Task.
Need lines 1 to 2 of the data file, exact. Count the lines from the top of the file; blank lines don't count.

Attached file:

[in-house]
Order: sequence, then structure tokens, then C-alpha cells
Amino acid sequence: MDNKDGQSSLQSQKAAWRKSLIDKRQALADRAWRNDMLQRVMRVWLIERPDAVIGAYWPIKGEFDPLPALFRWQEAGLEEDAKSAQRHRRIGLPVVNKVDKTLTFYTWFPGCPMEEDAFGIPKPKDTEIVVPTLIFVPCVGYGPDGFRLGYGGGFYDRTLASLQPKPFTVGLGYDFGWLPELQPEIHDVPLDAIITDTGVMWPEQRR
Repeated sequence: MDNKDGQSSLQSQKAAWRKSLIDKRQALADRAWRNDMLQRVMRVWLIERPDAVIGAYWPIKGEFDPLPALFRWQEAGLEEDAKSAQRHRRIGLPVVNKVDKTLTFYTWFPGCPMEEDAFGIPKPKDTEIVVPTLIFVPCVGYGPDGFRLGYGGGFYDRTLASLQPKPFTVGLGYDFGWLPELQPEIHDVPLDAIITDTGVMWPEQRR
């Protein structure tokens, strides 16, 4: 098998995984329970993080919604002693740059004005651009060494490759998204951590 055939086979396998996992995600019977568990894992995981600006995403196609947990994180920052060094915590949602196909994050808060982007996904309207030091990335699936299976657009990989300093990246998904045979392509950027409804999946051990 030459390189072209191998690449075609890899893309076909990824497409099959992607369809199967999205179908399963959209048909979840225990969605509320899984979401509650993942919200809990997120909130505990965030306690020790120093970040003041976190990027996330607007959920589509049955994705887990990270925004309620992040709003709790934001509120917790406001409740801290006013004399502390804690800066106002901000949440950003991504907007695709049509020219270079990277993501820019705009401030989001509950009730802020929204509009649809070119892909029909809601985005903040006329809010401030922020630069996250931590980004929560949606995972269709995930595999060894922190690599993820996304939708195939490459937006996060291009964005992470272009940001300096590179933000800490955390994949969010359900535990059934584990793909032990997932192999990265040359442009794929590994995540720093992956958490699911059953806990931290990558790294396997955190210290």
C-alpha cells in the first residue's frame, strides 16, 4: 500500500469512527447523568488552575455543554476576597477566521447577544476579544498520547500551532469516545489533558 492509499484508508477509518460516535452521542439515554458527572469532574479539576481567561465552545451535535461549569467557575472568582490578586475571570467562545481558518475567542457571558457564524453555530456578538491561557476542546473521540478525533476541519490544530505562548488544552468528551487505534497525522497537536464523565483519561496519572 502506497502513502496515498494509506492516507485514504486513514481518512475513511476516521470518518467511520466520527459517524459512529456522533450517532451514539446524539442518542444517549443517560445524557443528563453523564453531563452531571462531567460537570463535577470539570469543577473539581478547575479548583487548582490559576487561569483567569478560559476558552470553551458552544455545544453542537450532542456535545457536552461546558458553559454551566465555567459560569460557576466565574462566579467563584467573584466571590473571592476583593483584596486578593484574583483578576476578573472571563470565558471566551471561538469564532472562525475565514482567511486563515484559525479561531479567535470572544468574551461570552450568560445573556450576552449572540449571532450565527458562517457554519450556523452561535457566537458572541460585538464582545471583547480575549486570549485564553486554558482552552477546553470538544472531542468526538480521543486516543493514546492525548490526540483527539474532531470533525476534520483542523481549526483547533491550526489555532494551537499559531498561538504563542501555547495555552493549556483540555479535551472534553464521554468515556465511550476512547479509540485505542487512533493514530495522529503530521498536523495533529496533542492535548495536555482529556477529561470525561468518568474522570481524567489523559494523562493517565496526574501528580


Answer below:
[in-house]
Order: sequence, then structure tokens, then C-alpha cells